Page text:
@Yvan-Gagnon can you please add [resolved] to the post title?
for anybody looking for the solution to installing blynk-library, the instructions in the blog post have been updated.
as per this other post on the subject.
In a nutshell, blynk-library can now be installed using npm.
I am also interested in installing rndis.
In the repository there are older versions of the kernel modules for the current kernel but they didn't work for me yet, some of them loaded correctly but something always fails so far. You can try to install them with - -
I also tried to compile my own firmware but since that is just lede without the onion customizations this is not really what I want to use.
Maybe the current packages where built for the firmware version 163? It seems that there where 161-163 versions available but they where very unstable. Maybe they deleted them but the compiled packages staid in their repository?
If I have more time I will try again to get the older packages from the repositories working. You can open the onion core repository in a browser to see the different versions from the packages and then search for them with ctrl+f. The installated opkg version doesn't seem to support installing different versions.
As a hint: opkg install with url did also not work for me, Wget + opkg install package.ipk did work and most modules even loaded. I got the virtual CD drive listed in dmesg after installing some kernel modules which wasn't the case before but I didn't get rndis to work.
I even tried to upgrade everything including the kernel but that resulted in more Lede stuff, the onion repositories where replaced by Lede repositories and the banner also was the Lede one (I only used omega repositories). I also got even more depency errors. The Kernel didn't seem to be upgradable since it stayed at the old version.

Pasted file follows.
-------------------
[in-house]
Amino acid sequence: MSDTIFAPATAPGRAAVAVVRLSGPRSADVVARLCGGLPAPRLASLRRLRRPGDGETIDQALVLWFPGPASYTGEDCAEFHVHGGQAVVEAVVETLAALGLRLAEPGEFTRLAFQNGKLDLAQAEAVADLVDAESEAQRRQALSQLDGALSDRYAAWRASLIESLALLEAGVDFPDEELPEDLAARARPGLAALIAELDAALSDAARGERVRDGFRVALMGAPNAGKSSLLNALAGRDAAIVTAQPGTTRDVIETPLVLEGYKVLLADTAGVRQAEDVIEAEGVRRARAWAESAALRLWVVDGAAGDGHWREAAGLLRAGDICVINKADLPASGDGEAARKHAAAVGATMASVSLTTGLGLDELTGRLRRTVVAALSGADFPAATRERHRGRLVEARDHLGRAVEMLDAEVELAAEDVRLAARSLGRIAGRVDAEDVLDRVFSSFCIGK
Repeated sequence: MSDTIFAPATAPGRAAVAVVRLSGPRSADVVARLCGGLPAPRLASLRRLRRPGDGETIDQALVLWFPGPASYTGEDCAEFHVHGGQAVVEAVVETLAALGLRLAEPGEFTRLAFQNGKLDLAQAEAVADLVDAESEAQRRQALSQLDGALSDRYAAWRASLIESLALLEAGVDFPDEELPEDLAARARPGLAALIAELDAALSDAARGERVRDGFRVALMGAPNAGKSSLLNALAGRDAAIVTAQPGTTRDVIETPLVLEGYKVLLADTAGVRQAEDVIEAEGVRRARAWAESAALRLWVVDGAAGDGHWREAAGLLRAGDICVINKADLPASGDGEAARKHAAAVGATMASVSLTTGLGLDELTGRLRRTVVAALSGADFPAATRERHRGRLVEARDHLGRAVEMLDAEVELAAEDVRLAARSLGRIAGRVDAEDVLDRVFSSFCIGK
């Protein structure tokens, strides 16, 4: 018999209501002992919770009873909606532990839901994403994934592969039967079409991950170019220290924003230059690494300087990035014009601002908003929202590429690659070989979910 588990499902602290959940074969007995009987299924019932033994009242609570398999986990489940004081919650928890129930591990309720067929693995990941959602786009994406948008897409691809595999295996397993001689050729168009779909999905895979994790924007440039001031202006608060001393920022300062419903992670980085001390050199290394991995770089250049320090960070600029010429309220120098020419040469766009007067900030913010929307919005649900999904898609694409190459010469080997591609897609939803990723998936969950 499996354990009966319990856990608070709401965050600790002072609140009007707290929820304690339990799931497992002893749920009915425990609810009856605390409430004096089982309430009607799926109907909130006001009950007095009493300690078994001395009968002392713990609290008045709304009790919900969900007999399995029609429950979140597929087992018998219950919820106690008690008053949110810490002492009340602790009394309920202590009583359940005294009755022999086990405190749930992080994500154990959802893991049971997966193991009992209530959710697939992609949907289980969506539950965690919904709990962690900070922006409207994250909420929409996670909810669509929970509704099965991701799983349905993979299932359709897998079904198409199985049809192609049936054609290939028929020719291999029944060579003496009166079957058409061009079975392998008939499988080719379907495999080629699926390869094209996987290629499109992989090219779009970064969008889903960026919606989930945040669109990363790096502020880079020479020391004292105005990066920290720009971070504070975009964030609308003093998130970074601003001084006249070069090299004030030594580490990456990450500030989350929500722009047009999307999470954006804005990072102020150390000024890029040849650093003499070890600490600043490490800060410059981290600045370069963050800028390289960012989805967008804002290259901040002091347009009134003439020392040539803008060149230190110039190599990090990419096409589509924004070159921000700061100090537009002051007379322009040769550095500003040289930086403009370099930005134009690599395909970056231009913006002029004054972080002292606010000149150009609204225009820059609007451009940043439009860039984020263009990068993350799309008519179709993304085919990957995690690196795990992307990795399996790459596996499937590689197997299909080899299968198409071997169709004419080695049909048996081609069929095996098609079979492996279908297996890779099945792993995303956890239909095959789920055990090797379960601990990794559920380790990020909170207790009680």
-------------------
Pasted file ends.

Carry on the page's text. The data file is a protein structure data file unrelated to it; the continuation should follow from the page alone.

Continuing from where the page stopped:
That's how --force-depends works - it still reports the errors it encounters, but completes installation anyway. When you run it the second time, the package is installed already according to opkg's housekeeping data, so there's nothing to do for opkg, and thus the dependencies are not checked again.
But of course, you still have a dependency mismatch in the installation, which might cause trouble when actually use the modules.
On the other hand, as long as the module in question is not using any bleeding edge kernel features, chances are good a third tier version mismatch does not matter.
Kernel dependency checking is so strict because if something does go wrong in the kernel, this might render the system unusable/unbootable up to the point that you need to do a low level debricking over ethernet. That's something you can risk (knowingly by specifying --force-depends) while experimenting, but don't want to happen otherwise. So while the strict checking is sometimes annonying, it makes a lot of sense.